AMD Ryzen Threadripper Pro 5000 CPUs Pummel Intel's Xeons In Benchmark Showdown

AMD Ryzen Threadripper Pro CPU
For anyone who wants to build a monster PC around AMD's Ryzen Threadripper 5000 WX series processors, they'll be able to, with the company confirming plans to bring its latest generation high end desktop (HEDT) chips to the DIY market sometime later this year. What kind of performance can you expect, though? The folks at Puget Systems put the top three models through their paces, pitting them against Intel's Xeon W-3300 series and also a 12th Gen Core i9-12900K Alder Lake processor.

Before we get to the numbers, let's talk about this Threadripper launch. AMD actually first introduced its Threadripper 5000 series CPUs over three months ago, but at the time all five SKUs were exclusively available to Lenovo's ThinkStation PCs. Then last week, AMD announced it was expanding availability to more OEMs in July, followed by the DIY market sometime after.

The Threadripper Pro 5000 WX series is based on Zen 3. With the expanded availability also comes a branding consolidation of sorts, doing away with a separate non-Pro stack.

"Going forward, the Threadripper platform will now use a single 'common infrastructure'. This means there will be one set of Threadripper Pro processors to choose from, with one CPU socket and chipset, and every processor will be based on AMD Ryzen Threadripper Pro silicon," AMD explained last week.

While there are five Threadripper Pro 5000 WX SKUs, AMD only specifically listed the three top models in its blog post announcing the expanded availability. They include:
  • Threadripper Pro 5995WX: 64 cores / 128 threads, 2.7GHz to 4.5GHz, 280W TDP
  • Threadripper Pro 5975WX: 32 cores / 64 threads, 3.6GHz to 4.5GHz, 280W TDP
  • Threadripper Pro 5965WX: 24 cores / 48 threads, 3.8GHz to 4.5GHz, 280W TDP
It wouldn't be shocking if AMD stuck to these three models in the DIY market, considering its mainstream Ryzen processors already scale to 16 cores and 32 threads (Ryzen 9 5950X). Threadripper brings some additional benefits, as does the Pro designation, but the comparative bang-for-buck proposition on AMD's higher end Ryzen desktop CPUs versus its lower end Threadripper CPUs probably makes this the right choice.

Pitting Ryzen Threadripper Pro 5000WX Against Intel Xeon W-3300 And Alder Lake

While the latest Threadripper chips are not yet available in the DIY market, the folks at Puget Systems ran a bunch of benchmarks using each of the aforementioned SKUs, and compared the results with Intel's 32-core/64-thread Xeon W-3356, 24-core/48-thread W-3345, and 16-core/32-thread W-3335. It also tossed in the 16-core (8+8)/20-thread Core i9-12900K for good measure, as well as the previous generation Threaderipper CPUs that the new models replace.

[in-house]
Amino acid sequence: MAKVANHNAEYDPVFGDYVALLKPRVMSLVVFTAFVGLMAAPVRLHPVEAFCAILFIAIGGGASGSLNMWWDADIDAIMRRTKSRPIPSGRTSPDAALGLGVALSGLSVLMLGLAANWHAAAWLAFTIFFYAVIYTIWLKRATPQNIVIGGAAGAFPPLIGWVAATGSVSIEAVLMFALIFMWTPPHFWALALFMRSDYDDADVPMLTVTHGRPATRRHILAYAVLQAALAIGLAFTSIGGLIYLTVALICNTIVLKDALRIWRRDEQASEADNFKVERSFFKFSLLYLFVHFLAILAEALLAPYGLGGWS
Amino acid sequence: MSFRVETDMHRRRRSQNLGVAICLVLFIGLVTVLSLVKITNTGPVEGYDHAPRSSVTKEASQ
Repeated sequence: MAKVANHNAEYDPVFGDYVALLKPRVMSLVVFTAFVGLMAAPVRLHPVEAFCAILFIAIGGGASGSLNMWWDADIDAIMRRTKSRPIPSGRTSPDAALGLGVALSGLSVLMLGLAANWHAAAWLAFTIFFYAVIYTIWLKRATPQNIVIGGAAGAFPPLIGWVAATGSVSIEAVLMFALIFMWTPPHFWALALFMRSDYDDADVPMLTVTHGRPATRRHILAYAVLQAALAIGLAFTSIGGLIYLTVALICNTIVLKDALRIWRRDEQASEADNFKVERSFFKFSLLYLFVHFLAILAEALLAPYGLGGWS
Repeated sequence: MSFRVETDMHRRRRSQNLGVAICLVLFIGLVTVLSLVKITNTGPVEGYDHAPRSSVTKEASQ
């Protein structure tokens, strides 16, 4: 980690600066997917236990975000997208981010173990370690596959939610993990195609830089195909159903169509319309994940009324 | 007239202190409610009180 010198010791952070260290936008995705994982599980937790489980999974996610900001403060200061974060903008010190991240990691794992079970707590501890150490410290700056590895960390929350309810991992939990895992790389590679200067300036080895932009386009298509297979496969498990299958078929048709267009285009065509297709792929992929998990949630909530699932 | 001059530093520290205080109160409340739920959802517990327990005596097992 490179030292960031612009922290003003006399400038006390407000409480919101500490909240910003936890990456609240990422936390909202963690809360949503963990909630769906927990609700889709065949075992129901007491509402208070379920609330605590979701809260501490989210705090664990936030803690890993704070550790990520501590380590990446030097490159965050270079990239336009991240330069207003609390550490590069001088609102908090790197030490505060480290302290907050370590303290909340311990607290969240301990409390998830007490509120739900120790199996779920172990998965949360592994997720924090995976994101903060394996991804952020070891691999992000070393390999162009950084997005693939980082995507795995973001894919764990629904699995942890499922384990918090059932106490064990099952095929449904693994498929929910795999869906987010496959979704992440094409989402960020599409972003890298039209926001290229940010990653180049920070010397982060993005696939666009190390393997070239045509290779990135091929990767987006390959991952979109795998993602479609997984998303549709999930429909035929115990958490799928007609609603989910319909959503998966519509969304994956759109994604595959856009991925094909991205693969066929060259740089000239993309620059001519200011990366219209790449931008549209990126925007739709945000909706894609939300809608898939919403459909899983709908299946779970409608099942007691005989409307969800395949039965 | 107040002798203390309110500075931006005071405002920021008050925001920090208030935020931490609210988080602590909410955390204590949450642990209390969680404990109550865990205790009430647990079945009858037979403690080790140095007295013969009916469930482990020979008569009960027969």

The benchmarks largely focus on workstation workloads, as professional use cases are the primary target for most of these CPUs. And not surprisingly, the Zen 3-based Threadripper 5000WX series waxes AMD's Zen 2-based Threadripper 3000 series CPUs, beating them by big margins in some cases.

PugetBench After Effects
In the system builder's After Effects benchmark, AMD's 32-core 5975WX beat Intel's 32-core W-3356 by nearly 40 percent, as well as the previous generation 32-core Threadripper 3975WX by over 44.2 percent. And of course the 64-core created an even bigger performance gap, dusting the W-3365 by 49 percent and the previous-gen 64-core 3995WX by 67.8 percent.

Similar big wins could be observed in benchmarks like Lightroom Classic, Blender, and V-Ray, among others. Lest there be any doubt, Zen 3 is a stout architecture and having a whole bench of cores and threads to throw at workloads can be a boon for workstation chores.

There are some interesting results that didn't always lean in Threadripper's favor, however. Here's a look at Photoshop...

PugetBench Photoshop benchmarks
In Photoshop, Intel's mainstream Core i9-12900K actually took the top spot, beating all Threadripper and Xeon processors. It scored 7 percent faster than the top workstation CPU score, and as Puget Systems points out, it costs a "fraction of the price." Photoshop just isn't an application that heavily favors many-core workstation CPUs over mainstream desktop chips.

That wasn't the only benchmark where Alder Lake crawled to the top of the pile. It also posted the best overall score in Premier Pro and posted the highest Active score in Lightroom.

"And in a few cases like Photoshop and Lightroom Classic, going up in core count can actually result in worse performance. This isn't any fault of AMD, but simply an artifact of how certain applications are coded and how boost works on modern CPUs," Puget Systems explains.

All that said, the latest Threadripper chips are looking strong in Puget Systems' testing for professional workloads that scale well with more cores. With Zen 4 looming, though, it will be interesting to see how much interest there ends up being for these Threadripper chips in the DIY market once they arrive.